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A black Jew’s advice on combating racism (Part 2)

by Dr Yvette Alt Miller

As a teenager, kids — including some in his Jewish school — would sing rap songs containing that offensive slur around him. Each time they’d come to the N word in the lyrics, they’d pause and look at Lev. Sometimes they would yell out the N word louder than the other words. Lev would pretend not to hear, but the pain was horrible. He wanted to fight his tormentors, but his parents worked with him, convincing him not to. They advised him to be patient and to talk with people who slighted him. “They taught me patience; patience is what helped me get through it.

“The use of the N word really ticks me off,” he says. There’s such a horrible history associated with it; once Lev learned more about it he was even more pained by its use. Even now that he lives in Israel, he hears the N word in rap music, and tries to educate people not to repeat it. “Israelis used to say it around me until I explained the history — I said this is a word that’s not used as a good thing.”

Many of the people currently posting on social media in the United States, saying that they want to help eliminate racism might do well to heed this warning: the N word, even if it’s ostensibly used in an “artistic” way, is a hateful word that should never be used.

At other times, kids made jokes about Lev’s skin colour and Ethiopian origins. Even when they felt they were simply being funny, their insensitive remarks often made Lev feel out of place. This type of racism was particularly pervasive in the Jewish community, Lev observed. “In school I was one of the fastest kids, one of the strongest kids, so they would use that to joke around,” Lev recalls. “‘Oh, he can run fast because he’s Black or African’ — those jokes.”

Another common stereotype Lev disliked was that he liked rap music — “they want that stereotype (of rappers) to be every Black person,” he observes. Making these broad assumptions strips away Black people’s individualities, implying that all Black people are somehow alike simply because of the colour of their skin.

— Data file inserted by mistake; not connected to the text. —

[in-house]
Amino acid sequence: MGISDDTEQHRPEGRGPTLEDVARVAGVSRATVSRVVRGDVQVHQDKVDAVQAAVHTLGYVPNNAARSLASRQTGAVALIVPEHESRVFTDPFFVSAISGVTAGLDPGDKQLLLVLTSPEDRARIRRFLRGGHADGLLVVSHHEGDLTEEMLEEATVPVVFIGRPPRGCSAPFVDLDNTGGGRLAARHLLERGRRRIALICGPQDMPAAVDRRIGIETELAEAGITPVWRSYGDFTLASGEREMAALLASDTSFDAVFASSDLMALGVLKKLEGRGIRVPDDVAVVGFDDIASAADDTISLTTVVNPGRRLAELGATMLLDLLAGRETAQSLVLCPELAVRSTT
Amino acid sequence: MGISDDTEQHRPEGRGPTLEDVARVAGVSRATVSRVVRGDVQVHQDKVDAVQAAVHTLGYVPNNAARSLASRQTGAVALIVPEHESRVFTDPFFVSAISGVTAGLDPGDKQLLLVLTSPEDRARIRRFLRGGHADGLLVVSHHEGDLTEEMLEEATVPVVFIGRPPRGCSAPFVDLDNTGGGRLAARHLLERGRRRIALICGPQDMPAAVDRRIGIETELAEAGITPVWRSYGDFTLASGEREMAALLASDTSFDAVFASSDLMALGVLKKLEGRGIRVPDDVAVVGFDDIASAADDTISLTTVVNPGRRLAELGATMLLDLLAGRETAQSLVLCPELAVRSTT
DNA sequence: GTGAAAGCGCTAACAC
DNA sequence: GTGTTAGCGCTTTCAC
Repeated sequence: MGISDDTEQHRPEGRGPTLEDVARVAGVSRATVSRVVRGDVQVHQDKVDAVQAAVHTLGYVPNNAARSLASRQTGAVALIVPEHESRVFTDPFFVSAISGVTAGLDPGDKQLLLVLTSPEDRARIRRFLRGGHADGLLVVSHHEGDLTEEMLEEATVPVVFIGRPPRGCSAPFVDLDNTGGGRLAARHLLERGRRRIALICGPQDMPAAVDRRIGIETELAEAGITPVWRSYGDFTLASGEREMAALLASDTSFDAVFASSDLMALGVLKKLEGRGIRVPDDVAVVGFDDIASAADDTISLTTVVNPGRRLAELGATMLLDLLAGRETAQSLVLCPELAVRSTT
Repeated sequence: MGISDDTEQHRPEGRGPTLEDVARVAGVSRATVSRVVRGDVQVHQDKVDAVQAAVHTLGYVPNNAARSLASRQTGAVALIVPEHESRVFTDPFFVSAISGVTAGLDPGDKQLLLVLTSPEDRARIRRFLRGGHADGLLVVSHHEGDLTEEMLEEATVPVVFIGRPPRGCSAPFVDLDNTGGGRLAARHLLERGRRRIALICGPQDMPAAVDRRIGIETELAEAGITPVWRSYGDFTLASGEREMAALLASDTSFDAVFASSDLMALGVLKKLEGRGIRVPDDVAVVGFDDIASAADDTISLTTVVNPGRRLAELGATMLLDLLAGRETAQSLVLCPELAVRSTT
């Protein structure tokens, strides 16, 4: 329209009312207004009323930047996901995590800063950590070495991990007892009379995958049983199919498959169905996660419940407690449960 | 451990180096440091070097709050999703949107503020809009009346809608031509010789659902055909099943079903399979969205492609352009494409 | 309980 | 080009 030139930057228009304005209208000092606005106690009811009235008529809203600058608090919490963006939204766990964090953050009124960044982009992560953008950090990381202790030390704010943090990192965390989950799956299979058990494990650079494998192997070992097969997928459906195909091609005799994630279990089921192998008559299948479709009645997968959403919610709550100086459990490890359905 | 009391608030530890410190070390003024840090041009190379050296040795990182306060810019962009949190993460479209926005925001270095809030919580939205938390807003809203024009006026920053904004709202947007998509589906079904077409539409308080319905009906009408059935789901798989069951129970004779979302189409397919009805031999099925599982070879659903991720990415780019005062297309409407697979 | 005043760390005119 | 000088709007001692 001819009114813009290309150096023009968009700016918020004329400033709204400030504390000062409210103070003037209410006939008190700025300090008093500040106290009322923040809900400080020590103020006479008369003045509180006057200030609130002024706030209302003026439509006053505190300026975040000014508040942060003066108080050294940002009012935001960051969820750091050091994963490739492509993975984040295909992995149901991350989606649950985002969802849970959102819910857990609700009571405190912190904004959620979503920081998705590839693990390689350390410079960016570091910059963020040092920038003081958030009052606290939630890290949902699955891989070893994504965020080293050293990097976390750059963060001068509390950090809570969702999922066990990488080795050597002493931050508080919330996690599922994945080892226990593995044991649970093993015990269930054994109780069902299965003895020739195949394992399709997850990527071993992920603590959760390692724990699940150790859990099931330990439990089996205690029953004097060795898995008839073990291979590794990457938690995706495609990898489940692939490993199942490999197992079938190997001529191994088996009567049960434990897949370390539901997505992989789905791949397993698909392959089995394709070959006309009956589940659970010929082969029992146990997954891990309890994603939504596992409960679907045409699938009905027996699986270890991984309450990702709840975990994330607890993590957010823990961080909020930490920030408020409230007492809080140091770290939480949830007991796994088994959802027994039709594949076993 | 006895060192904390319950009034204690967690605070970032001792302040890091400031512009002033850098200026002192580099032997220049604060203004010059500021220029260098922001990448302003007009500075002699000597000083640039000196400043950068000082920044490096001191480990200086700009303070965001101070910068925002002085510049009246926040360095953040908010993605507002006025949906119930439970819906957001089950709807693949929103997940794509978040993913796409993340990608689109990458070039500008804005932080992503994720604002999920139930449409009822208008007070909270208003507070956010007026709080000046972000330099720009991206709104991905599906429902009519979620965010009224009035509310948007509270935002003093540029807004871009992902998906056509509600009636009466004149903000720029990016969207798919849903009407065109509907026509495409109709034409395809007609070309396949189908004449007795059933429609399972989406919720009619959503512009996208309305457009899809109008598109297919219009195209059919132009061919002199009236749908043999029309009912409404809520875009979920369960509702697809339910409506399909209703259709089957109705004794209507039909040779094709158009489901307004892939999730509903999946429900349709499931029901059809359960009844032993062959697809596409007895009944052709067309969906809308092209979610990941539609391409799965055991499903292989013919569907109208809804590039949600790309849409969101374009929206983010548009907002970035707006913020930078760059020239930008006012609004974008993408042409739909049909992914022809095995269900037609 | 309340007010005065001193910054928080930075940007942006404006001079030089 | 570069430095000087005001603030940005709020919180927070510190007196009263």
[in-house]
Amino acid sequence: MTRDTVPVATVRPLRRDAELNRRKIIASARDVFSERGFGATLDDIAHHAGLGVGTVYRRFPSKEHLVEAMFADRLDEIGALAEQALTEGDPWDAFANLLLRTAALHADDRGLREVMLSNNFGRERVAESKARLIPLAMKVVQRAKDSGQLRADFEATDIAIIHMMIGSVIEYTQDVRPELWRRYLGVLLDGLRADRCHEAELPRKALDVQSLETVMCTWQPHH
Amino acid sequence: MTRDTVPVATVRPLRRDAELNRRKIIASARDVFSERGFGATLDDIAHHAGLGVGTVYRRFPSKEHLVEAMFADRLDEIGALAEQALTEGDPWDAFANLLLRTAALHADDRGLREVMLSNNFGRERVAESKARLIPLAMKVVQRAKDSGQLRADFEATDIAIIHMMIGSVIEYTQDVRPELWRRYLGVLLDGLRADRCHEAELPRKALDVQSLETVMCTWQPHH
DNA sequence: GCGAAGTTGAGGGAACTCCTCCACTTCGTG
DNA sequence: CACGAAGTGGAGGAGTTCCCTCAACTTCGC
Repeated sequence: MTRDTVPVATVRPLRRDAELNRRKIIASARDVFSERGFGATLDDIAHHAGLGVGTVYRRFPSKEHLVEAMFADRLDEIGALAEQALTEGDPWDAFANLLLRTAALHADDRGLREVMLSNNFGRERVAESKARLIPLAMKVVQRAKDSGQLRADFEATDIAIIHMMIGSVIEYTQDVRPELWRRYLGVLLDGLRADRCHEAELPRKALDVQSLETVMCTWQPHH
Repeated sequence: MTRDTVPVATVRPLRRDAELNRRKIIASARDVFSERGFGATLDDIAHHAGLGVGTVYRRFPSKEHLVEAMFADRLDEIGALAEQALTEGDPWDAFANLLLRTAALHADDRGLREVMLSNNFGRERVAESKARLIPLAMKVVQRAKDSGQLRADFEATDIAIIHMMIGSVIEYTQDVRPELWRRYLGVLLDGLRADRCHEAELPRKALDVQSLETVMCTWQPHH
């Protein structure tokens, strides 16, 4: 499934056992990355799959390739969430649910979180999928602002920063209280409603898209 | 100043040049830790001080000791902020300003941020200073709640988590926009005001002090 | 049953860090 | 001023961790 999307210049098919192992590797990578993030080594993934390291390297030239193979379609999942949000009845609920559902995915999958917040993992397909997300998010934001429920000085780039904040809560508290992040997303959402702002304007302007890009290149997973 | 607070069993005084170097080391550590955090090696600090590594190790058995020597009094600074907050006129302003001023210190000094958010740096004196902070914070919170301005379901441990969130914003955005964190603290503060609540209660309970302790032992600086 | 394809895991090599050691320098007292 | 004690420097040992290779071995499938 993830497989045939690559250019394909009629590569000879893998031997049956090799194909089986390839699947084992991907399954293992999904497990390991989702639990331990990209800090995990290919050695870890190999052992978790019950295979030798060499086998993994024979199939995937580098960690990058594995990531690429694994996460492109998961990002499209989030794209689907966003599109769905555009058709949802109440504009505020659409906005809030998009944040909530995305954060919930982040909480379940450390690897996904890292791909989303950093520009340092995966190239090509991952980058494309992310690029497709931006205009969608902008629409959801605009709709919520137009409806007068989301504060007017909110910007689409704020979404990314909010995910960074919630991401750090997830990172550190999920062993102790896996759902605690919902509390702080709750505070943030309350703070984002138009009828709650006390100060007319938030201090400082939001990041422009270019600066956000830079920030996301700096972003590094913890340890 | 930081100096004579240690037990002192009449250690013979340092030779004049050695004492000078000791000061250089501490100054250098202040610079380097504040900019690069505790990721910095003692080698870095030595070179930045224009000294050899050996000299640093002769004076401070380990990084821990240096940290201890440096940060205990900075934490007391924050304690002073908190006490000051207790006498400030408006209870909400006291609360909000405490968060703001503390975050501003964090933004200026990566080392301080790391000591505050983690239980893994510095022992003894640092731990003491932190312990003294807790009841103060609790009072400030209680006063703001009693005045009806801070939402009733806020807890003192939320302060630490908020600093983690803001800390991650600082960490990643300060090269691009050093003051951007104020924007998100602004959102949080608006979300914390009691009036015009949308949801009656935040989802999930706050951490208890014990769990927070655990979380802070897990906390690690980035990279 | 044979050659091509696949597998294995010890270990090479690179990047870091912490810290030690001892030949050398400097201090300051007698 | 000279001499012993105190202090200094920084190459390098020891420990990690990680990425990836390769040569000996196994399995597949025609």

At times, the humour was more obviously barbed. There was a time in high school when Lev came to school wearing a black shirt. “Hey Lev, put on a shirt!” several students teased him. The teacher didn’t say anything.

After high school, Lev immigrated to Israel. His mother is Israeli, and he’d grown up loving Israel as the Jewish homeland. “I made aliyah because of the Jewish people and because of my parents” he explains. “My parents gave me everything I could have wanted and dreamed of in America and more. Moving to Israel is a thank you.” He also wanted to serve in the Israeli Defense Forces to defend his country.

Tragically Lev has encountered racism in Israel as well. He’s noticed that Israeli Jews from Ethiopian families sometimes embrace African American culture, recognizing a community similarly beset by racism. He advises his Ethiopian friends in Israel to embrace their own rich Jewish culture instead. “You have a different culture, you’re raised differently,” he explains — still, the common sympathy can be strong as Ethiopian Jews watch the American Black experience from afar and recognize much of the own racism and police brutality that Ethiopian Jews face in Israel too.

In both the United States and in Israel, Lev has found racism to be pervasive. “It’s every day, it’s every second — this type of light racism (of jokes and minor slights). It floats in the air. People try to wave it away, but as long as you have it racism will stay.” Lev has started speaking up, pointing out small instances of racism and racist assumptions when he sees them — he’s found that he has to say something every day.

Lev’s parents and siblings still live in suburban Chicago and he’s been following the news avidly, reading about protests against the murder of George Floyd and the riots and looting that have spread across the country. He understands the frustration of Black Americans who have been subject to violence and racism and oppression that many white people simply can’t conceive of. He mourns the violence, which he doesn’t support, and feels he understands the peaceful protests as many thousands of African Americans have stood up and said enough.

When he watched the video footage of George Floyd’s arrest and murder, Lev says it reminded him of his military training —and seemed to be a classic case of what not to do when apprehending someone.

Floyd’s death came just a few months after the February 23 shooting of Ahmaud Arbery, a 25-year-old man who was murdered while out jogging in Brunswick, Georgia. That murder reminded Lev of terror attacks he’d witnessed against Israeli soldiers years earlier. Still living at home in Chicago, Lev remembers seeing footage on the news of an Arab terrorist ramming his car into a crowd of Israeli soldiers. After watching that horrific attack Lev told his mother that he was going to move to Israel and enlist to help protect the Jewish state.

“That kind of hatred behind the murder of Arbery is disgusting and horrific. I had the same feeling that I had when I saw a car hit Israeli soldiers: another person killing someone because of the colour of their skin.”

Today, with so many Americans and others around the world asking what they can do to help stamp out racism, Lev has some advice we all need to hear. Be kind. Be sensitive. Don’t joke about other people’s differences or try to taunt them. Look at others as fully realised people, not simply as walking embodiments of the colour of their skin. “It’s pretty simple: Treat a black person like you treat yourself, like you treat any other person.”
—Aish.com

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